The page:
Wit and nihilism, deadpan intelligence, and candid examinations of human hungers abound in J.G. McClure’s The Fire Lit & Nearing. McClure’s smoldering poems take on the grind of time, obsessive love, manliness and its illusions, alternative fates, being and nothingness, and much more. His is a winning voice, dark and self-critical, a bit reminiscent of John Berryman’s, a brave and true voice one might dub melancholic/comic/heroic.
The recurrent mode of J.G. McClure’s The Fire Lit & Nearing is a version of lament and complaint (both with long distinguished poetic traditions), but this tone is relieved and complicated and enriched by McClure’s distinctive zaniness and invention, which gives the reader great enjoyment in this kind of “gaiety transfiguring all that dread” à la Yeats. This inventiveness also makes use of McClure’s intelligence in a fundamentally writerly way and communicates the mind-of-the-writer at work in an exhilarating act of making that extracts beauty even from human pain and despair.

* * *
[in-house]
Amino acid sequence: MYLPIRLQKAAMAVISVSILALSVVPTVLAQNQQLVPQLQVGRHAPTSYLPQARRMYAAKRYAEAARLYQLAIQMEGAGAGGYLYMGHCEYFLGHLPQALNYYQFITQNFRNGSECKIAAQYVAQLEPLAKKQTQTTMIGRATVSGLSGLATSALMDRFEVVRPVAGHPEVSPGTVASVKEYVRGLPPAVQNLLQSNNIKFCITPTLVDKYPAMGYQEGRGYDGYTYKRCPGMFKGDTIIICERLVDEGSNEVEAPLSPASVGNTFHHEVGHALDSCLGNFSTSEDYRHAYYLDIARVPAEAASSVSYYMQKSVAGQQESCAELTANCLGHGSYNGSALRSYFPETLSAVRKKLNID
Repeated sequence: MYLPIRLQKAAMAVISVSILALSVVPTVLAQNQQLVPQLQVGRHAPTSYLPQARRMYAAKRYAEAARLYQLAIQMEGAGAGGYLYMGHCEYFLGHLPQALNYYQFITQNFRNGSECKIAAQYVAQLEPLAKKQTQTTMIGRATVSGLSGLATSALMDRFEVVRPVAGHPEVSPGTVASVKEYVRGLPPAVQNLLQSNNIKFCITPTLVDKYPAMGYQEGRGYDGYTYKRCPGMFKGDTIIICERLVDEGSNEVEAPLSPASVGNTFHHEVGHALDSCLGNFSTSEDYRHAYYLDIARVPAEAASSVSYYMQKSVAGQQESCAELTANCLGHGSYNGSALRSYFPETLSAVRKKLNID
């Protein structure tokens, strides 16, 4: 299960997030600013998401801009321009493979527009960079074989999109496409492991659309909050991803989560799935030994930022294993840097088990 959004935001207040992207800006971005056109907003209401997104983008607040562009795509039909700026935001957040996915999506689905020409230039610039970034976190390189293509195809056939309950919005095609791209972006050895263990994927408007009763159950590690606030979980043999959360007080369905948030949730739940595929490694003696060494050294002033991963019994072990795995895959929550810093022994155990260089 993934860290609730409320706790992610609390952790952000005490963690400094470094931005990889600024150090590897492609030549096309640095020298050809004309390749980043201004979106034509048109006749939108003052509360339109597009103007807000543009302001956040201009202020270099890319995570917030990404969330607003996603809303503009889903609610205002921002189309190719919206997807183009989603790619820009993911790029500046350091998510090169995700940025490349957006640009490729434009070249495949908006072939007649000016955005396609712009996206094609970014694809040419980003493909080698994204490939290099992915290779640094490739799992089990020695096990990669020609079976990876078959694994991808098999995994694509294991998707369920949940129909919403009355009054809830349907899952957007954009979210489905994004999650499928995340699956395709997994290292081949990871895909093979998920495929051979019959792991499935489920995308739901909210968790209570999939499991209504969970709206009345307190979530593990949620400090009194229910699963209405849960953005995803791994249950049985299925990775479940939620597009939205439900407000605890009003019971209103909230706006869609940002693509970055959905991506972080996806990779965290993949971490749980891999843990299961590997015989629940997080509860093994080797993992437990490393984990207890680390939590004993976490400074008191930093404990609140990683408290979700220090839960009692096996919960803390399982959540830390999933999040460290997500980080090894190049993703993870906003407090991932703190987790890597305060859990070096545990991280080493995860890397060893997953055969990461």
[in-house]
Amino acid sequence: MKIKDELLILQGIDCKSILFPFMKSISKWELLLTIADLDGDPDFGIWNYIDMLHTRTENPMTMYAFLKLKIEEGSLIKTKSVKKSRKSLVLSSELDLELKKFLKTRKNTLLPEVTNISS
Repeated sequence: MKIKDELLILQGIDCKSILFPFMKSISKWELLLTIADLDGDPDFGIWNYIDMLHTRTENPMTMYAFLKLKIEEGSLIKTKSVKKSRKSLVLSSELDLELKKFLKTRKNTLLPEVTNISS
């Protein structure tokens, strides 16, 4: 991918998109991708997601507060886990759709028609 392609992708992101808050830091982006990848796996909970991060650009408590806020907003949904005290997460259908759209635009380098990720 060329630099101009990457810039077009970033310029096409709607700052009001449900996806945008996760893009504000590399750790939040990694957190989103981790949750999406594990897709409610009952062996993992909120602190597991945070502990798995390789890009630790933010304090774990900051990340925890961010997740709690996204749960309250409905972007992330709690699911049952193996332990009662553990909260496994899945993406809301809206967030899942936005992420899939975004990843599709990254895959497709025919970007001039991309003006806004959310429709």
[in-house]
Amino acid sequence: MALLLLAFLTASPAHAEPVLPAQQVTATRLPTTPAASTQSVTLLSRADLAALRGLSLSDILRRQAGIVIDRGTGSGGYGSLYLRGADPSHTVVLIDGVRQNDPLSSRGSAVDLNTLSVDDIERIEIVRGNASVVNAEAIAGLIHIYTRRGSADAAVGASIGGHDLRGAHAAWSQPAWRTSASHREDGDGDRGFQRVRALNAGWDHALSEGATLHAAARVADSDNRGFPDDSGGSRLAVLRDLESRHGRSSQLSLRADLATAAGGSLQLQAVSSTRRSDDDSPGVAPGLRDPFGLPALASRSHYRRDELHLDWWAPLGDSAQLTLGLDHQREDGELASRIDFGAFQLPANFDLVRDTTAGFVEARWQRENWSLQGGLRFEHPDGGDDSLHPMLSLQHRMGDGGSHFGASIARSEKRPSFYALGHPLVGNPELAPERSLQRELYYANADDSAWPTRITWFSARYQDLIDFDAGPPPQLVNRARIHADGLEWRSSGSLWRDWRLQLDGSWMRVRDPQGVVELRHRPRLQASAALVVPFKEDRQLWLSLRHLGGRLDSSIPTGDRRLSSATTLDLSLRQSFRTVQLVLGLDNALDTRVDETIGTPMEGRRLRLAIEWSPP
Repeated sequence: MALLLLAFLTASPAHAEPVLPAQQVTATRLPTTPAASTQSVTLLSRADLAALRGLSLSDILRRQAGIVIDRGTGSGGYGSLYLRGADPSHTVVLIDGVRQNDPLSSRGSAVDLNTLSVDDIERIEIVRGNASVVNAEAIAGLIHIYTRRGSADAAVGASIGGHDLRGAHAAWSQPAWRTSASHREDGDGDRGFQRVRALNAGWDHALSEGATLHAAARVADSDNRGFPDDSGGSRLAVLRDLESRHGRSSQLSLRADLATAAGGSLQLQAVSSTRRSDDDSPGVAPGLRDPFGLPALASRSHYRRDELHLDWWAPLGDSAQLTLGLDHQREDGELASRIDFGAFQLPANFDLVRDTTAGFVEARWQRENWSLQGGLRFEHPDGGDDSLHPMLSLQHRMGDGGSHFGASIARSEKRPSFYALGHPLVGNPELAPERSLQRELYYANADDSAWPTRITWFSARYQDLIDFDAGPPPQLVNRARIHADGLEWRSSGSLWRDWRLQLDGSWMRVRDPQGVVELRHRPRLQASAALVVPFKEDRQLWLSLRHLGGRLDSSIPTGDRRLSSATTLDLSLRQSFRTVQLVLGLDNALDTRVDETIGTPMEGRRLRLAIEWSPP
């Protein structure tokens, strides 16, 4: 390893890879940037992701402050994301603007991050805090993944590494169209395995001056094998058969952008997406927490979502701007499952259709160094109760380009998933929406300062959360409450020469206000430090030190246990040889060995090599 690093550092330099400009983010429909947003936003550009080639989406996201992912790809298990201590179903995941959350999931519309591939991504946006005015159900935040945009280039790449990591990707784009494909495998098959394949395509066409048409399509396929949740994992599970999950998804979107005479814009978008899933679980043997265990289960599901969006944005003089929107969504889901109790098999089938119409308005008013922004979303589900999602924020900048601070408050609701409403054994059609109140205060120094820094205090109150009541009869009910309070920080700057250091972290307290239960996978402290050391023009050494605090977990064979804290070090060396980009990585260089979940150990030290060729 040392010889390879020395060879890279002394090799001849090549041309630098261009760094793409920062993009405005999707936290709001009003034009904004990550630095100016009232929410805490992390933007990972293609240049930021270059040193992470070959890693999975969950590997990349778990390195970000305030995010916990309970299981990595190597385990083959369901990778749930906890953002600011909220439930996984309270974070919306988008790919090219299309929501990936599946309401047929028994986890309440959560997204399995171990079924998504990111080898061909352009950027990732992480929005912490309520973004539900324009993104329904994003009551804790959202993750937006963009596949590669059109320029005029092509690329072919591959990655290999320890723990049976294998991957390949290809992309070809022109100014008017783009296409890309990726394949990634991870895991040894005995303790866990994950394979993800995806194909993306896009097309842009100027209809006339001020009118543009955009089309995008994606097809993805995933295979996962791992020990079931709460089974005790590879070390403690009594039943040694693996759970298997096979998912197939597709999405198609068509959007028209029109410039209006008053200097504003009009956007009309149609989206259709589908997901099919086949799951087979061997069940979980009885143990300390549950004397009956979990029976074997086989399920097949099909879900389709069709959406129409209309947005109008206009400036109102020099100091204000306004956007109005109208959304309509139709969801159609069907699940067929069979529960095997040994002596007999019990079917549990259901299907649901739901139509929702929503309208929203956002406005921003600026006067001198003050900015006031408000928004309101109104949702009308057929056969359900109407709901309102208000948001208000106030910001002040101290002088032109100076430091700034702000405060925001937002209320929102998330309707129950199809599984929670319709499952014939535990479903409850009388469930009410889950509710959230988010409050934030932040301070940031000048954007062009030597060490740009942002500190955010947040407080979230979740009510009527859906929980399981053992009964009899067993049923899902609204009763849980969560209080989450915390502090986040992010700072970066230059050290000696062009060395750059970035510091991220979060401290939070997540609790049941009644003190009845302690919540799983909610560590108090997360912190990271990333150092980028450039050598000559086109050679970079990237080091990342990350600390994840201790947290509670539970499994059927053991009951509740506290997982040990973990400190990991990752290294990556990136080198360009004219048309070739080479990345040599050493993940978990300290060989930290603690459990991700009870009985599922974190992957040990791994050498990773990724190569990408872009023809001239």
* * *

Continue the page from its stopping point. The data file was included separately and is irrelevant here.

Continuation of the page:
J.G. McClure’s first book, The Fire Lit & Nearing, is a wild cosmically inclusive, sometimes surreal, sometimes hilarious but always compelling thought experiment about contingency as both a source of freedom and inescapable pain. These poems embody an irrepressible charm, a formal poise and wit that I find welcoming, even life affirming, even in the midst of sorrow. A truly beautiful book.
|Publisher:||Indolent Arts Foundation, Inc.|
|Product dimensions:||6.00(w) x 1.25(h) x 9.00(d)|
About the Author
University of North Carolina at Chapel Hill. His poems have appeared widely in Best
New Poets and the Gettysburg Review, among other journals. He lives in Northern Virginia with his cat, whom he loves and occasionally fears. The Fire Lit & Nearing (Indolent
Books) is his first collection.